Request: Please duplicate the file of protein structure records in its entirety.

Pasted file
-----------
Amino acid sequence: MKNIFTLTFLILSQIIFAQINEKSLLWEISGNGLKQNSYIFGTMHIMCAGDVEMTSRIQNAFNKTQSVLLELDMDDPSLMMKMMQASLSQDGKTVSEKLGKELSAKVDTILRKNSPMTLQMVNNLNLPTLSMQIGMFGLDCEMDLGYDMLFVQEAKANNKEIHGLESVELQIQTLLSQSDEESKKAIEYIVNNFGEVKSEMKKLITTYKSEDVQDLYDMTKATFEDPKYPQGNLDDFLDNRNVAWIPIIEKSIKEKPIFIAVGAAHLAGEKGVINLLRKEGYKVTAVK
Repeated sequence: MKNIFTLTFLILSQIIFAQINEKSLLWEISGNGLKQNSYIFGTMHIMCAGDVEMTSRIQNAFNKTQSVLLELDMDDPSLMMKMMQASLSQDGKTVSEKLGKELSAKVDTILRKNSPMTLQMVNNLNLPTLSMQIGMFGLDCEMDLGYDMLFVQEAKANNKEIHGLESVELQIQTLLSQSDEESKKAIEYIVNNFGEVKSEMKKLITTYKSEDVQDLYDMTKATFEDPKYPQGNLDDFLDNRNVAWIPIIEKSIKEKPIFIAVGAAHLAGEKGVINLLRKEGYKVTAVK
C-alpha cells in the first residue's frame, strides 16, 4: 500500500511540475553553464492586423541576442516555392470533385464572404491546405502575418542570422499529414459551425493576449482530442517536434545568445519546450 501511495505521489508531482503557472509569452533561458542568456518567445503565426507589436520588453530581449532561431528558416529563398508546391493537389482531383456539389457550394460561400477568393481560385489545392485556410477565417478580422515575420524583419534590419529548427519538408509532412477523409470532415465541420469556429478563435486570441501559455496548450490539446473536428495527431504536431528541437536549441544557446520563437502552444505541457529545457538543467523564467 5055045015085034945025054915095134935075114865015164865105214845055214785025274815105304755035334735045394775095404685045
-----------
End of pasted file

Amino acid sequence: MKNIFTLTFLILSQIIFAQINEKSLLWEISGNGLKQNSYIFGTMHIMCAGDVEMTSRIQNAFNKTQSVLLELDMDDPSLMMKMMQASLSQDGKTVSEKLGKELSAKVDTILRKNSPMTLQMVNNLNLPTLSMQIGMFGLDCEMDLGYDMLFVQEAKANNKEIHGLESVELQIQTLLSQSDEESKKAIEYIVNNFGEVKSEMKKLITTYKSEDVQDLYDMTKATFEDPKYPQGNLDDFLDNRNVAWIPIIEKSIKEKPIFIAVGAAHLAGEKGVINLLRKEGYKVTAVK
Repeated sequence: MKNIFTLTFLILSQIIFAQINEKSLLWEISGNGLKQNSYIFGTMHIMCAGDVEMTSRIQNAFNKTQSVLLELDMDDPSLMMKMMQASLSQDGKTVSEKLGKELSAKVDTILRKNSPMTLQMVNNLNLPTLSMQIGMFGLDCEMDLGYDMLFVQEAKANNKEIHGLESVELQIQTLLSQSDEESKKAIEYIVNNFGEVKSEMKKLITTYKSEDVQDLYDMTKATFEDPKYPQGNLDDFLDNRNVAWIPIIEKSIKEKPIFIAVGAAHLAGEKGVINLLRKEGYKVTAVK
C-alpha cells in the first residue's frame, strides 16, 4: 500500500511540475553553464492586423541576442516555392470533385464572404491546405502575418542570422499529414459551425493576449482530442517536434545568445519546450 501511495505521489508531482503557472509569452533561458542568456518567445503565426507589436520588453530581449532561431528558416529563398508546391493537389482531383456539389457550394460561400477568393481560385489545392485556410477565417478580422515575420524583419534590419529548427519538408509532412477523409470532415465541420469556429478563435486570441501559455496548450490539446473536428495527431504536431528541437536549441544557446520563437502552444505541457529545457538543467523564467 5055045015085034945025054915095134935075114865015164865105214845055214785025274815105304755035334735045394775095404685045